Live Coverage of Conference on Fines (Third Panel)
A nice lunch, and we are back on track.
We start with Cédric Argenton‘s (TILEC) presentation. Cédric seeks to identify a system of penalties that achieves optimal deterrence considering that firms are akin to black boxes, in other words that the management board has little control over what managers actually do. But they can design compensation schemes that seek to incentivize managers ex ante. With this background, Argenton and Van Damme build an economic model that tries to assess how individual managers will behave, considering that they know that the management board has imperfect information over what they actually do. They explain that manager have three options: do nothing, achieve high profits by cutting costs, achieve high profits with collusion. The conclusions they reach in their paper are that individual sanctions are a very good way to increase the optimality of the current sanctioning mix. They are actually a “help” to firms that attempt to comply with the law. But individual sanctions should not come alone. They should also be accompanied by corporate sanctions. Cédric and Eric’s economic model is currently undergoing experimental testing at Tilburg university. Looking forward to read their empirical results.
The following speaker is Stefan Thomas (Tubingen University). His speech is essentially about the “single economic entity” doctrine. According to Stefan, this doctrine is in plain contradiction with the principle of personal liability, as protected by several constitutional rules and international instruments. The German supreme court actually recognized this. Moreover, this doctrine is also injurious of another fundamental principle, i.e. “nulla poena sine culpa“. Stefan also takes a shot at the inconsistency of not entitling the companies to rebutt the parental liability presumption, simply by showing that they have not known or that they have not participated to the infringement. Stefan says that the Commission should assess if the parent firm has done everything possible to avoid infringement. If this is the case, this should exculpate it from liability, or mitigate it, under the competition rules.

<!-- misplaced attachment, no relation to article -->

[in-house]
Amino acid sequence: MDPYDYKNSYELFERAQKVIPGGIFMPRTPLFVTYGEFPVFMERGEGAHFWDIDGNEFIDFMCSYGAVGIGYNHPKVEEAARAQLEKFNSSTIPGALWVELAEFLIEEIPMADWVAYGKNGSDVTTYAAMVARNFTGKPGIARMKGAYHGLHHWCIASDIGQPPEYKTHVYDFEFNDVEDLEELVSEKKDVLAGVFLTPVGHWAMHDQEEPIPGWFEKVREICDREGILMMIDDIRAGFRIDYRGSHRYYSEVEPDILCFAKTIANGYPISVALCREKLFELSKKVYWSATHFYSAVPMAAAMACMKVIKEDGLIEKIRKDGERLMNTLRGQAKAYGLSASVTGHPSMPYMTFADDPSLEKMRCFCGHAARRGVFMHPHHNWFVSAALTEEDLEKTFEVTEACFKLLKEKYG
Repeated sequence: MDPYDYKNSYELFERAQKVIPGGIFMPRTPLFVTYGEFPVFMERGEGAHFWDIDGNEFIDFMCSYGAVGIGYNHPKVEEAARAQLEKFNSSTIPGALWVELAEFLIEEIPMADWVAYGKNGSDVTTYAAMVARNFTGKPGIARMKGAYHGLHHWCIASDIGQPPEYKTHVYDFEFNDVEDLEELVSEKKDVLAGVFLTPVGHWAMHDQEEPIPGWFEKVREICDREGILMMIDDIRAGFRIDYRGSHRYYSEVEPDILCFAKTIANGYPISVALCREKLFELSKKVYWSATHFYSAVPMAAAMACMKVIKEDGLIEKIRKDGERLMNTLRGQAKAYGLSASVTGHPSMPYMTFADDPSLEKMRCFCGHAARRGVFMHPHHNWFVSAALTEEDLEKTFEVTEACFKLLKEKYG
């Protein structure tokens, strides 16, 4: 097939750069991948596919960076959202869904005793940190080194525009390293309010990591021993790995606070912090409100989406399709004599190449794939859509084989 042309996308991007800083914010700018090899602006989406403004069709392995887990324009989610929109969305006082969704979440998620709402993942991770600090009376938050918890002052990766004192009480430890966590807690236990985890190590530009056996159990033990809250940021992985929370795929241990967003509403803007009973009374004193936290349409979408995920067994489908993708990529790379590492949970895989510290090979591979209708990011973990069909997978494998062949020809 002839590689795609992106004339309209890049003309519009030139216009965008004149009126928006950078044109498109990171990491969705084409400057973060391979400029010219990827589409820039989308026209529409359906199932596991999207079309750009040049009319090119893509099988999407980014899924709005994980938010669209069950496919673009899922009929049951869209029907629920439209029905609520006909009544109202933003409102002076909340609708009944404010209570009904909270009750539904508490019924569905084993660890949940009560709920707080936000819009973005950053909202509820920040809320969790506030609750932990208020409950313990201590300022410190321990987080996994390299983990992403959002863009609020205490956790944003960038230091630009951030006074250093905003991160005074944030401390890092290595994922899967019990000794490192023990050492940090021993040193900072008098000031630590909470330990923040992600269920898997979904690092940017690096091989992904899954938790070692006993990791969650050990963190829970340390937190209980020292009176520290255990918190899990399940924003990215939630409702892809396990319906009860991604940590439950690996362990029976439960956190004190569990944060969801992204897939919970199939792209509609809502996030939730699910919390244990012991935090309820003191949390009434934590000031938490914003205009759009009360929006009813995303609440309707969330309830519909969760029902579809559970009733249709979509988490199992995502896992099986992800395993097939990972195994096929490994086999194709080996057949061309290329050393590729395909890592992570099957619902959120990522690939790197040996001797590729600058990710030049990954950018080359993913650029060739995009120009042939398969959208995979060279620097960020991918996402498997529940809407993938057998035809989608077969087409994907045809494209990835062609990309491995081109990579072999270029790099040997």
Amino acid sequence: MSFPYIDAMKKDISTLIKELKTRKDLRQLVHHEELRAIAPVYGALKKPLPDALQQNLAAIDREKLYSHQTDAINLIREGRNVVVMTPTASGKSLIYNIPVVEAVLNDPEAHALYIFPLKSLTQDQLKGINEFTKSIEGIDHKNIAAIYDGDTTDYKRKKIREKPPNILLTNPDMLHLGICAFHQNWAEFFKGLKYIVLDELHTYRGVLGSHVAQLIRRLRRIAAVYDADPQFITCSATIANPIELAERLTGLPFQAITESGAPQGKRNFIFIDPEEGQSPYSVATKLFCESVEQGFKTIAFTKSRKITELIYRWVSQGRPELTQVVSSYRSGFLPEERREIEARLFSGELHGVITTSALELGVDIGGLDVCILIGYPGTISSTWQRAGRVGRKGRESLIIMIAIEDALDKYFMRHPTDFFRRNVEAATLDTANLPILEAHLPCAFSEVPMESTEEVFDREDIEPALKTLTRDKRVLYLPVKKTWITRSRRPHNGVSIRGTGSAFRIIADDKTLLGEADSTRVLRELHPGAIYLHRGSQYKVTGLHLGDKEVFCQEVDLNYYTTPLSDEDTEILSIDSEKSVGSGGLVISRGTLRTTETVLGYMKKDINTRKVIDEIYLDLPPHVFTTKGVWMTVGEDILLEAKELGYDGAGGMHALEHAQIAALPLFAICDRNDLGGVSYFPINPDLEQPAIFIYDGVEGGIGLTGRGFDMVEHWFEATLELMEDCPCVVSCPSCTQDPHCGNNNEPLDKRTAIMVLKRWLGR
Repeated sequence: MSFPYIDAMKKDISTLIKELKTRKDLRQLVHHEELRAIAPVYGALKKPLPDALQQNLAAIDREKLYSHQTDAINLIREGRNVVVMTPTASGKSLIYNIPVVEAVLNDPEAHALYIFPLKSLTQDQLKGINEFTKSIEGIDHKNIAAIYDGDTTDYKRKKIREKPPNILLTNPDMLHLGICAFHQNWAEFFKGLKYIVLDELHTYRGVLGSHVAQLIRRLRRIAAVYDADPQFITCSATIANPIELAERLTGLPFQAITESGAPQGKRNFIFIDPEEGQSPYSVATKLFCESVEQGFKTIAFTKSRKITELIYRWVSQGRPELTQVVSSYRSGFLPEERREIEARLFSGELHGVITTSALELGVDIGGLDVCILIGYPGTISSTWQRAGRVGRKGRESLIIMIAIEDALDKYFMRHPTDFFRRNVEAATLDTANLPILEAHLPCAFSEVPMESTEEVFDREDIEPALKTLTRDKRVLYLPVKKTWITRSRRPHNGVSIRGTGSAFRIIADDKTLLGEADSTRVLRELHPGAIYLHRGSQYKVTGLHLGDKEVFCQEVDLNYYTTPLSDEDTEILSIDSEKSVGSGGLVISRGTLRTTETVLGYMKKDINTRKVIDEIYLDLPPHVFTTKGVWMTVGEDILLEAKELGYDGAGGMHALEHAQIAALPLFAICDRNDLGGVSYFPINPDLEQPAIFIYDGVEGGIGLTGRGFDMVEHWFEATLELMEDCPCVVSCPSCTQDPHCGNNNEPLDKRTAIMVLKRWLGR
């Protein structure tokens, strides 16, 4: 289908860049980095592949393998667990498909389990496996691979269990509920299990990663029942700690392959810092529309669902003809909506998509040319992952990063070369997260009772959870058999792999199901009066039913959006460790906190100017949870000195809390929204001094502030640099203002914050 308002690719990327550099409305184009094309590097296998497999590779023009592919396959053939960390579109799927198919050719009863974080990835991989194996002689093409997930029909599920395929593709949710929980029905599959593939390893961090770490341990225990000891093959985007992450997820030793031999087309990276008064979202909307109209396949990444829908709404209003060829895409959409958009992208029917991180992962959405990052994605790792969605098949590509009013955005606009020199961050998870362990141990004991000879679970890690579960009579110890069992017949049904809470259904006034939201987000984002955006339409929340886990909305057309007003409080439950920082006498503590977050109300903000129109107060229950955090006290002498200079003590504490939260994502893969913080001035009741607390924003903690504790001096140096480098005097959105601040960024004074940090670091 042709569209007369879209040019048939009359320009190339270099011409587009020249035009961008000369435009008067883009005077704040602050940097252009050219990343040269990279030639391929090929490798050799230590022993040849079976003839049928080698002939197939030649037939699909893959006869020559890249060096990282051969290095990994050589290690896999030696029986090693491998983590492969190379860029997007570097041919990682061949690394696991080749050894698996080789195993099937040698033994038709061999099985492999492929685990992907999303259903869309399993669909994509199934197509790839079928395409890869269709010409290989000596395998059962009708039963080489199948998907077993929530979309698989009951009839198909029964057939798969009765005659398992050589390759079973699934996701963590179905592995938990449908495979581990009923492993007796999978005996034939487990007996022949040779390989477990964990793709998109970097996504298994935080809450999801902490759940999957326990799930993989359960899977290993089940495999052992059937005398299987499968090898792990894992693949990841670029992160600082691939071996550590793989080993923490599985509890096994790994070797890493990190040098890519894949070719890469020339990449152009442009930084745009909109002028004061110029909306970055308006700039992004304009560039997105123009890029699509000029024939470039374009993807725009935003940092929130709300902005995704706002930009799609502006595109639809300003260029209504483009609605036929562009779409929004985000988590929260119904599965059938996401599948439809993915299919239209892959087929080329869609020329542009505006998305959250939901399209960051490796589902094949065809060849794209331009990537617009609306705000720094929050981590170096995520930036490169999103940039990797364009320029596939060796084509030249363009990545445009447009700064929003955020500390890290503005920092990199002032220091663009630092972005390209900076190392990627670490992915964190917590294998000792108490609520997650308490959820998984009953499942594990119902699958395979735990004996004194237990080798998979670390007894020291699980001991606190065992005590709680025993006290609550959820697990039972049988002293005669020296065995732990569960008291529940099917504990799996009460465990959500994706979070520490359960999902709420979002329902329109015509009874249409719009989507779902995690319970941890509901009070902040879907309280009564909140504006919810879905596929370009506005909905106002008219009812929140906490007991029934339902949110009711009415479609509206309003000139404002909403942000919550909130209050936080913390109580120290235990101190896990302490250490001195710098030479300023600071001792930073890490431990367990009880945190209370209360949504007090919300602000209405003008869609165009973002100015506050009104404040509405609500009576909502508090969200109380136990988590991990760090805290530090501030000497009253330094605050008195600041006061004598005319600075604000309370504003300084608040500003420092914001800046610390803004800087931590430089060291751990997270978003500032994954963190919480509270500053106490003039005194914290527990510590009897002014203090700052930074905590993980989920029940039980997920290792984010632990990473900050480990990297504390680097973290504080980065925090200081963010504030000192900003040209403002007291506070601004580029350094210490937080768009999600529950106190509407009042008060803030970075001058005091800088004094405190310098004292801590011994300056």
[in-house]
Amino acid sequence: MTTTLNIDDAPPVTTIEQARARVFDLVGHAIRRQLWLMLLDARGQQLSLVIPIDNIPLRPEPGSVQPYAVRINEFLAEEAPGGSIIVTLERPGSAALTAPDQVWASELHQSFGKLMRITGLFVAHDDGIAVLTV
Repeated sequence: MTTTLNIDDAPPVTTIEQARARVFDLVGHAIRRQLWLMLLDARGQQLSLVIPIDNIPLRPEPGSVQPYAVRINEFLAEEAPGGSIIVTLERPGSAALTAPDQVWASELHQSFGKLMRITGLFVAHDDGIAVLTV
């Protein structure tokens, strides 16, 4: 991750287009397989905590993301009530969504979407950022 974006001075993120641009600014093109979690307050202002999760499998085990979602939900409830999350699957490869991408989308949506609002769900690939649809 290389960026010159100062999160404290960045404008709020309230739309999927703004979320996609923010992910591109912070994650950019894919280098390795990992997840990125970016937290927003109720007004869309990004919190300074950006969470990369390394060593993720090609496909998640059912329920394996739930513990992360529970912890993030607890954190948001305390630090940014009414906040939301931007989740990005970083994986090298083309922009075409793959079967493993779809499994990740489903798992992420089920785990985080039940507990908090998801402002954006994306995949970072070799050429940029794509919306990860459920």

The third speaker is Anny Tubbs (Unilever). To her, no one is perfect and a fortiori, no company is perfect. Agencies should recognize this rather than using sabre-rattling words to talk of competition infringements. Anny then goes on to explain what she views as necessary components of an effective compliance programme. In this context, I advise the reading of the slides, where there is a nice one on the 5 Cs of a good compliance programme. She also explains the internal hurddles within companies to establish competition compliance programmes. Competition law is not the sole area of law where compliance matters. Money laudering, corruption, personal data, etc. are all areas where compliance is critical. In house lawyers from the same company, but representing distinct disciplines thus often compete to convince management to allocate compliance resources towards them. Anny also indicates that lawyers are often their worst ennemies when it comes to compliance, because when they talk to salesmen, they use words that are so complex that no one ever wants to listen to them. This makes it important for in house lawyers involved in compliance to develop clear and simple messages at the attention of businesses.
A recurring issue in the presentations was the parental liability doctrine.
Very fortunately, a Commission official who was sitting in the room accepted to make some remarks (in personal capacity).He first vindicated that compliance programmes are, at any rate, a good thing, and that there is no need for additional discounts because those programmes (i) diminish the risk of infringement in the first place; and (ii) decrease the duration of infringements with efficient self reporting mechanisms.
He also gave some thoughts on parental liability, being supportive of AG Kokott’s opinion in the Gosselin case. To him, parental liability is not a problem, because the mother company, even if it is very remote from the subsidiary, derives some profit from the cartel at any rate. In reaction to this, S. Thomas counter-argued that we had spent decades to build fundamental principles such as “nulla poena sine culpa“. Those are great progresses of the rule of law. They should not been thrown away, simply for the sake of designing an optimal sanctioning programme.
This led me to a puzzling analogy: to me the Gosselin’s Kokott doctrine is akin to sanctioning with criminal fines the heirs of criminals, simply because they have given birth to a delinquant, and that they may have profited from it through presents and other gifts. Unless those persons are actual accomplices (they have instructed or assisted to illicit activities), there should be no ground to blame them.